The Tea Party Is Less Popular Than It Used to Be, for Some Reason

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It looks like Congress's latest fiscal crisis is finally coming to an end, and the tea-party Republicans who engineered it have emerged the opposite of victorious. Unsurprisingly, they are now also deeply unpopular with the rest of the country — and that includes the more reasonable members of the GOP. A Pew Center Poll released today shows that between June 2013 and this month, the percentage of Americans who view the tea party unfavorably rose from 45 percent to 49 percent, while those who view it favorably dropped from 37 percent to 30 percent. The percentage of Democrats who view the tea party "very unfavorably" increased from 40 percent to 51 percent. Those figures aren't particularly surprising, but the damage to tea partiers' standing among their fellow Republicans is extreme.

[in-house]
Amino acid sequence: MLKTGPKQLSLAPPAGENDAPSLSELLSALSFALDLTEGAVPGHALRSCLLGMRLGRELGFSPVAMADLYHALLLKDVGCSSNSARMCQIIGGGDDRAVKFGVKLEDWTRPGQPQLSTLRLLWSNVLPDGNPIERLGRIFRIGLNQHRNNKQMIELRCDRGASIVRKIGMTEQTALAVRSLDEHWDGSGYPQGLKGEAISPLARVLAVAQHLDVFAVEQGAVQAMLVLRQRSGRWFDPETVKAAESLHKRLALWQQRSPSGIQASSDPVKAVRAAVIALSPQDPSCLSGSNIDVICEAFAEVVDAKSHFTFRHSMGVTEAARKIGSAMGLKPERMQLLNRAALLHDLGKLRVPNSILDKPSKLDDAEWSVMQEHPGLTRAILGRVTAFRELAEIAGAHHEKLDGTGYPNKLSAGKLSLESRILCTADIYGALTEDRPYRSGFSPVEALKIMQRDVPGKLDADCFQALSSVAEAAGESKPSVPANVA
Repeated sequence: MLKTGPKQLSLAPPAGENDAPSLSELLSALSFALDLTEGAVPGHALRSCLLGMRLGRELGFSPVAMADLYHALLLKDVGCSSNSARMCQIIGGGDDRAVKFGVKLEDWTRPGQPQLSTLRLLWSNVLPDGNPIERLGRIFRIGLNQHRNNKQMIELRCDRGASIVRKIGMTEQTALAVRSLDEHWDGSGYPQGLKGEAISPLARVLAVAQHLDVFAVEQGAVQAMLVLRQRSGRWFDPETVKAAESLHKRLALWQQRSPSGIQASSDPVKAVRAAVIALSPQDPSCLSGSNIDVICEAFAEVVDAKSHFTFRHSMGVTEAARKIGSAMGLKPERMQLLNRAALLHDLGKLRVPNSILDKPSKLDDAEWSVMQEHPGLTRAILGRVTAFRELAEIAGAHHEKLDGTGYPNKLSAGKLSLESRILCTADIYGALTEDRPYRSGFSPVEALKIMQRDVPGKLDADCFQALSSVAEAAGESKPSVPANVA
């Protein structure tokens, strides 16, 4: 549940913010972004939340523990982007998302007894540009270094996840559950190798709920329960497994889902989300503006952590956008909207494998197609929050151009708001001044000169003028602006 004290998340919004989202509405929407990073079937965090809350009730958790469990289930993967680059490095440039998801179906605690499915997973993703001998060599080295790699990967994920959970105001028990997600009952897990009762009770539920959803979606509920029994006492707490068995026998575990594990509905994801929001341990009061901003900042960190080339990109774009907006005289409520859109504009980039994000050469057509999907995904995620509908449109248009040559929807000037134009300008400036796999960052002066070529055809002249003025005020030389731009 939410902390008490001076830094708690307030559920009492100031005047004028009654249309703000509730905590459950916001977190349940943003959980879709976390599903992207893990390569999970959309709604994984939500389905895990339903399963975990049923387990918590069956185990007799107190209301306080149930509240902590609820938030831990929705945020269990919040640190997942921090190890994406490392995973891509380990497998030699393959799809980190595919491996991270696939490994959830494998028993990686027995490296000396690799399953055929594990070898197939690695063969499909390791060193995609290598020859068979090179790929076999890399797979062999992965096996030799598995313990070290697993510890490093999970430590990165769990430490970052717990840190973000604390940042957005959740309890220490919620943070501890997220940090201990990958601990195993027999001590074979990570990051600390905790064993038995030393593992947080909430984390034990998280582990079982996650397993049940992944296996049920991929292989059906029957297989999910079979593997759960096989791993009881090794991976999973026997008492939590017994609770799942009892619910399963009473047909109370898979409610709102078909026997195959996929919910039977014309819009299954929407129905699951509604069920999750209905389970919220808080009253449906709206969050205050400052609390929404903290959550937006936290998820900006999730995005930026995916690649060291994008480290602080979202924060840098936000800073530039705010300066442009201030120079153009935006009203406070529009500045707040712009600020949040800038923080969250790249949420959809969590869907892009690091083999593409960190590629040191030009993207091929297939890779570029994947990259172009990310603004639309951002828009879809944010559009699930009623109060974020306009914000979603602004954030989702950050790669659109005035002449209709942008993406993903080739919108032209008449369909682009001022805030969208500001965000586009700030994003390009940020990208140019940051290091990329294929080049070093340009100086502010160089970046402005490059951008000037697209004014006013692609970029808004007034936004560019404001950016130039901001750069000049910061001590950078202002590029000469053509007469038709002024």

While 46 percent of self-identified moderate and liberal Republicans approved of the tea party back in June, only 27 percent do now. The tea party's favorable rating among self-identified conservative Republicans has fallen from 74 percent to 65 percent. In fact, most of the GOP doesn't want to be associated with the tea party at all: While 41 percent of self-identified tea party members see themselves as part of the Republican party, only 27 percent of non–tea party Republicans say the same. But there is a silver lining for at least one tea partier here. Though the percentage of non–tea party Republicans who view Ted Cruz unfavorably has risen from 16 percent to 31, Cruz's favorable ratings among his own kind have soared from 47 to 74 percent.